If you scroll through social media on a daily basis, it’s quite likely that you will have come into contact with a social influencer. With established credibility in a particular industry, social influencers have access to an engaged audience base on a channel which they can connect with and influence, by way of their authenticity within a specific field.
This was an area once reserved for the rich and famous; film stars and musicians were often seen promoting products and services alongside their ‘celebrity’ lifestyle. With the rise of the digital age, normal people are becoming thought leaders in their own right, with a captive audience to match. This leads to questions about the rise of social influencers and their real value for brands.
The modern day equivalent of word of mouth – social influencer marketing thrives on the idea that a product mentioned by an influencer will persuade a captive audience to follow the recommendation, which will ultimately become a purchase or lead for the brand. Medium reveals that “30% of consumers are more likely to buy a product recommended by a non-celebrity blogger,” than a celebrity equivalent.
With recent partnerships and new introductions to their ‘Beauty Squad,’ L’Oreal is no stranger to the value that influencers can bring. The success of their True Match “Yours Truly” campaign was widely noted, as they sought to collaborate with both micro and macro influencers, alongside celebrity endorsements, to create a truly diverse campaign. The campaign filtered from in-store and traditional media, to promotion over social networks by each of the influencers featured. The “Yours Truly” ad gained more than 1.5 million views on YouTube, showing the value that working with a diverse range of influencers can bring.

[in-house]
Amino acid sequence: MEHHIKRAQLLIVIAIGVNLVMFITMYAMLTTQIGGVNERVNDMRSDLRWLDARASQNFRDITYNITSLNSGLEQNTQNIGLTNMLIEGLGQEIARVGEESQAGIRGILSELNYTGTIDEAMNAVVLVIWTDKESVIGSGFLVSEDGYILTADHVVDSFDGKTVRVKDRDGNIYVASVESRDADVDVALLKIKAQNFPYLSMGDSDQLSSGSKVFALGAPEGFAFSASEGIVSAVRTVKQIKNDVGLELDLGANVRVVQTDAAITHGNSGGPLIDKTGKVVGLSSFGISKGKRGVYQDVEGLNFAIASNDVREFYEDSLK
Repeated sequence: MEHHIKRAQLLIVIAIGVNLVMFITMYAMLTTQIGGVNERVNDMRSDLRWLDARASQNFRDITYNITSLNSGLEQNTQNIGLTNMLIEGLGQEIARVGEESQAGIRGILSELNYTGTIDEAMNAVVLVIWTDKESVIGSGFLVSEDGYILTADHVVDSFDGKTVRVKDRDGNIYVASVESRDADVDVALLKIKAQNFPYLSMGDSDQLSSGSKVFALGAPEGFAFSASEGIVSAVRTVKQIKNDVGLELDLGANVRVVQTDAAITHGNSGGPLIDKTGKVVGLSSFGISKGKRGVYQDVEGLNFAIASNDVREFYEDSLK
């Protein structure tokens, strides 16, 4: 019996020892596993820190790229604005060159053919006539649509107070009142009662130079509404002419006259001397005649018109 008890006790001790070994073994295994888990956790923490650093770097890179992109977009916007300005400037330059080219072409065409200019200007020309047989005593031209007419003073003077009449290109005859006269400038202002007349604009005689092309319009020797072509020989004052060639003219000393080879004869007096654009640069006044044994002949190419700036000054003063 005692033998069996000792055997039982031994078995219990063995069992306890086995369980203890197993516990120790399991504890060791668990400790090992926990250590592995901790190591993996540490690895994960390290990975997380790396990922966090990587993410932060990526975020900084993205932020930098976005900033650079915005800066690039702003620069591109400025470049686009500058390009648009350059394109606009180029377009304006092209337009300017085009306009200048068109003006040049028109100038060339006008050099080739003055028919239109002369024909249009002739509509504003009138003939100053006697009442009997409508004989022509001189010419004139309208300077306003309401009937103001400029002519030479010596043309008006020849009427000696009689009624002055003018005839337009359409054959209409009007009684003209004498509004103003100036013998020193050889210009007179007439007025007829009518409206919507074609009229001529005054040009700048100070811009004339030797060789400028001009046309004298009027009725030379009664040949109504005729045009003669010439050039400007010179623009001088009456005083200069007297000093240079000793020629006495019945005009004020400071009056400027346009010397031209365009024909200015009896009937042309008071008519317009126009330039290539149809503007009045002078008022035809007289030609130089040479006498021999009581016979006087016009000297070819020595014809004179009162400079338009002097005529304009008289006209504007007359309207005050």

In 2017 influencer marketing was somewhat of a buzzword, with brands looking to take advantage of the large followings of mega-influencers. With the rise of bots and fake followings in 2018, brands would be wise to look further than just the initial numbers. Facebook itself admits through its “own estimates, as much as two per cent to three per cent of its profiles could be fake, and six per cent to ten per cent could be duplicate accounts. This means 270 million of the social network’s 2.1 billion accounts could be fraudulent or duplicated.”
With this in mind, brands should be willing to look for further ways to measure an influencer’s value, based on more than just their initial reach. 2017 saw the unlikely rise of the micro influencer, a term used to define creators with a typical following between 1,000 and 100,000. It has been widely noted recently that “the ratio of likes and comments to followers peaks when an account has around 1,000 followers. Get more than 100,000 followers, and engagement starts to flatten out; users just aren’t as keen to interact with a celebrity as with someone they can relate to more closely.”
In light of this, brands may have to look further to their long-term goals ahead of an instant win. Measures such as brand awareness and brand engagement may be a much better measure of influencers’ value alone. With influencer marketing sure to continue its rise this year, brands may need to shift their focus in order to fully utilise the power of micro-influencers and macro influencers alike.
Contact us if you’d like to find out more about how to get more out of your influencer marketing strategy.